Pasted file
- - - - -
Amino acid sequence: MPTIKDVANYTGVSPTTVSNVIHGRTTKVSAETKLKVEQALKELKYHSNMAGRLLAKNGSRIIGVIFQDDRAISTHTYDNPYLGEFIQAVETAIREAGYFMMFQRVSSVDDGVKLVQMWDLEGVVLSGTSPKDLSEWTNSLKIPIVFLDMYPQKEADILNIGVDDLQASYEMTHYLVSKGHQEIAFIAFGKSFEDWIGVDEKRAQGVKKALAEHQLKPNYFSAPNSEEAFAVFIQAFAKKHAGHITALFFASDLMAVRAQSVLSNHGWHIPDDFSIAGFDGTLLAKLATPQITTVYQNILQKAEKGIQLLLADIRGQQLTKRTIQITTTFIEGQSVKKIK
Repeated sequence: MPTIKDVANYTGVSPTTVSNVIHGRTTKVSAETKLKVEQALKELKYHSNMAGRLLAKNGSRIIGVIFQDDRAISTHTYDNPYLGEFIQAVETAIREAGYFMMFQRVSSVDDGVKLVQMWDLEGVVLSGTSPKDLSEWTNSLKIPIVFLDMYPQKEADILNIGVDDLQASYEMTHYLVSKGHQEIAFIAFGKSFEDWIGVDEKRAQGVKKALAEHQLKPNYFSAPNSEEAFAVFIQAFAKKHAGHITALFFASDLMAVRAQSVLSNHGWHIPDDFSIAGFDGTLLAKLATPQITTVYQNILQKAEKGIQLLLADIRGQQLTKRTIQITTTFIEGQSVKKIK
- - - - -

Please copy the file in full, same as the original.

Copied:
Amino acid sequence: MPTIKDVANYTGVSPTTVSNVIHGRTTKVSAETKLKVEQALKELKYHSNMAGRLLAKNGSRIIGVIFQDDRAISTHTYDNPYLGEFIQAVETAIREAGYFMMFQRVSSVDDGVKLVQMWDLEGVVLSGTSPKDLSEWTNSLKIPIVFLDMYPQKEADILNIGVDDLQASYEMTHYLVSKGHQEIAFIAFGKSFEDWIGVDEKRAQGVKKALAEHQLKPNYFSAPNSEEAFAVFIQAFAKKHAGHITALFFASDLMAVRAQSVLSNHGWHIPDDFSIAGFDGTLLAKLATPQITTVYQNILQKAEKGIQLLLADIRGQQLTKRTIQITTTFIEGQSVKKIK
Repeated sequence: MPTIKDVANYTGVSPTTVSNVIHGRTTKVSAETKLKVEQALKELKYHSNMAGRLLAKNGSRIIGVIFQDDRAISTHTYDNPYLGEFIQAVETAIREAGYFMMFQRVSSVDDGVKLVQMWDLEGVVLSGTSPKDLSEWTNSLKIPIVFLDMYPQKEADILNIGVDDLQASYEMTHYLVSKGHQEIAFIAFGKSFEDWIGVDEKRAQGVKKALAEHQLKPNYFSAPNSEEAFAVFIQAFAKKHAGHITALFFASDLMAVRAQSVLSNHGWHIPDDFSIAGFDGTLLAKLATPQITTVYQNILQKAEKGIQLLLADIRGQQLTKRTIQITTTFIEGQSVKKIK